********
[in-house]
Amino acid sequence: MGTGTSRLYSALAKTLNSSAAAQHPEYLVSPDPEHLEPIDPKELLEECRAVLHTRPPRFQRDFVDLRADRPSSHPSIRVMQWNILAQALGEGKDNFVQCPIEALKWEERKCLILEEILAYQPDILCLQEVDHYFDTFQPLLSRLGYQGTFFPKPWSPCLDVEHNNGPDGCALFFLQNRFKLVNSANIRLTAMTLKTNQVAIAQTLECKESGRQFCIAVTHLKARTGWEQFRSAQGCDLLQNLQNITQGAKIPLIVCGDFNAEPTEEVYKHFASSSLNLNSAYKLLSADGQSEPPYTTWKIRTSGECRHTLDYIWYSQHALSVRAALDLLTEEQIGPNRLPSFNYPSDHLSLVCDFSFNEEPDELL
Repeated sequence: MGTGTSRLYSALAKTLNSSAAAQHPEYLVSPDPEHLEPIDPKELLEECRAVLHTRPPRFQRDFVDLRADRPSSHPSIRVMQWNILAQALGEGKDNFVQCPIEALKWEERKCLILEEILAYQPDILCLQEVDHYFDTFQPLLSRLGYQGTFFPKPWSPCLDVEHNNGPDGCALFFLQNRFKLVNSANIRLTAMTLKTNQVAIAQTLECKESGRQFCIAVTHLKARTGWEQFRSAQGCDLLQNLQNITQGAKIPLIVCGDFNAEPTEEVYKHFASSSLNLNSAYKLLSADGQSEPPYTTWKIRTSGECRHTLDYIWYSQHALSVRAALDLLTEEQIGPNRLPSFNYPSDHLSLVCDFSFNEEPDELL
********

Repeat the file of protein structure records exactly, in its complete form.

[in-house]
Amino acid sequence: MGTGTSRLYSALAKTLNSSAAAQHPEYLVSPDPEHLEPIDPKELLEECRAVLHTRPPRFQRDFVDLRADRPSSHPSIRVMQWNILAQALGEGKDNFVQCPIEALKWEERKCLILEEILAYQPDILCLQEVDHYFDTFQPLLSRLGYQGTFFPKPWSPCLDVEHNNGPDGCALFFLQNRFKLVNSANIRLTAMTLKTNQVAIAQTLECKESGRQFCIAVTHLKARTGWEQFRSAQGCDLLQNLQNITQGAKIPLIVCGDFNAEPTEEVYKHFASSSLNLNSAYKLLSADGQSEPPYTTWKIRTSGECRHTLDYIWYSQHALSVRAALDLLTEEQIGPNRLPSFNYPSDHLSLVCDFSFNEEPDELL
Repeated sequence: MGTGTSRLYSALAKTLNSSAAAQHPEYLVSPDPEHLEPIDPKELLEECRAVLHTRPPRFQRDFVDLRADRPSSHPSIRVMQWNILAQALGEGKDNFVQCPIEALKWEERKCLILEEILAYQPDILCLQEVDHYFDTFQPLLSRLGYQGTFFPKPWSPCLDVEHNNGPDGCALFFLQNRFKLVNSANIRLTAMTLKTNQVAIAQTLECKESGRQFCIAVTHLKARTGWEQFRSAQGCDLLQNLQNITQGAKIPLIVCGDFNAEPTEEVYKHFASSSLNLNSAYKLLSADGQSEPPYTTWKIRTSGECRHTLDYIWYSQHALSVRAALDLLTEEQIGPNRLPSFNYPSDHLSLVCDFSFNEEPDELL